5.  Stop mixer and add remaining Powdered Sugar. Mix on medium-low for 30 secs, then scrape down sides of bowl. Mix for ONE more minute.
  6. Makes enough RI to ice about 3-4 dozen medium cookies.
  7.  Immediately store in airtight container(s)
  8.  Voila! Done with less than 4 minutes mixing time start to finish!

Next . . .

The articles that follow use these two recipes to find out how they differ from one another and provide “best practice tips” when you set out to duplicate your favorite Royal Icing designs.

Related Links

Article Series

To see a list of all articles in this series, CLICK HERE

Questions? Comments? Additions? Corrections? Write to Karen Little at


Written for by Karen Little, publisher. All rights reserved, but feel free to re-publish this article after contacting Karen so she knows where to find it.

Royal Icing Experiments

This past August, I set up my Royal Icing lab to test Royal Icing consistencies to show you how to have guaranteed results every time (because, frankly, mine had been inconsistent).

Unfortunately, August set a record in New Jersey for the hottest summer on record and when the temperature cooled, the humidity went up. Despite the humidity, the now 70-degree weather felt great, so while conducting my tests, I threw open my windows, turned off the air conditioner, and enjoyed the natural warmth of late summer.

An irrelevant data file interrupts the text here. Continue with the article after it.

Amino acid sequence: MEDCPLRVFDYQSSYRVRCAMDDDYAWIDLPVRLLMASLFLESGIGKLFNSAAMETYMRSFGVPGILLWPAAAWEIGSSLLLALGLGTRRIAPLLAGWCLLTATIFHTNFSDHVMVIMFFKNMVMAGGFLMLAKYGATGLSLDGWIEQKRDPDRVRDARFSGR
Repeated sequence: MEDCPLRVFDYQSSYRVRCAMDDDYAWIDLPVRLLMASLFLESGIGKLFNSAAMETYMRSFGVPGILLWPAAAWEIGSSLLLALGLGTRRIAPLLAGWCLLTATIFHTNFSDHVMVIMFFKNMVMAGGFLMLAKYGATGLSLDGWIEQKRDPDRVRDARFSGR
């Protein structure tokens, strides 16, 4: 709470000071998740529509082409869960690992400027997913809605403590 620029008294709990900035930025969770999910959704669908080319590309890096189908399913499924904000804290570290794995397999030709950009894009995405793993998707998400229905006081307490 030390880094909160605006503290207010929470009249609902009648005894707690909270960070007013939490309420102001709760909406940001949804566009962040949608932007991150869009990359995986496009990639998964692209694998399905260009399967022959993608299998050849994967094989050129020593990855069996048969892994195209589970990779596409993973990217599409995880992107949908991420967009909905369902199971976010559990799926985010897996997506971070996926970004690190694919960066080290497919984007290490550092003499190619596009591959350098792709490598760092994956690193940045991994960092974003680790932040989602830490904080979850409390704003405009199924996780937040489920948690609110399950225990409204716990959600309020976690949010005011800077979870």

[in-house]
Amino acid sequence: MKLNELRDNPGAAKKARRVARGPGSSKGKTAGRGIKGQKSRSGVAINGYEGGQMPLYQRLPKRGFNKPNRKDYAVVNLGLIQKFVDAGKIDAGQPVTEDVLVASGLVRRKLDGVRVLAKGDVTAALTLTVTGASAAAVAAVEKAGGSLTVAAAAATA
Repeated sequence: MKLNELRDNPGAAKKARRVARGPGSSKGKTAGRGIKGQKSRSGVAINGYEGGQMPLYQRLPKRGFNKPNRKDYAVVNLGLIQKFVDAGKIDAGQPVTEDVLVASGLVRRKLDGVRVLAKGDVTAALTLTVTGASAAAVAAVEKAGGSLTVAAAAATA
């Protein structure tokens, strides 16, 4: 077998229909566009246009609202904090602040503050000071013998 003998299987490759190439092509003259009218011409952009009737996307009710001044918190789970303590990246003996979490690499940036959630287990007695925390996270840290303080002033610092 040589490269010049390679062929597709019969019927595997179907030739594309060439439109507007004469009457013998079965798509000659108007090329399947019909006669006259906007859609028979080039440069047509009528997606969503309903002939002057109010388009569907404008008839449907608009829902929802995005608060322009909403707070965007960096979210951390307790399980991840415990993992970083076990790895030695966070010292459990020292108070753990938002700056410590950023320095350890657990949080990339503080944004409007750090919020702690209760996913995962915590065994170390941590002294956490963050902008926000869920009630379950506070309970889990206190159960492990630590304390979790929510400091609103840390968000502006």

What I didn’t realize at that time was that the humidity hit 100%. The atmosphere became so moist in our house, that all our wood floors buckled and my sheets of experiments became soggy and unable to hold a shape. It took almost two months before our floors flattened.

The soggy green Royal Icing below was from one of my experiments. It started out as hard! When I got up the next day after it had hardened, our apartment was filled with smoke, which turned out to be fog. Unfortunately, all my samples from the previous day turned into textures similar to raw eggs.


I initiated this project to find out for myself why some Royal Icing worked, while others didn’t, because I have not been uniformly successful over the year I’ve been involved making Royal Icing.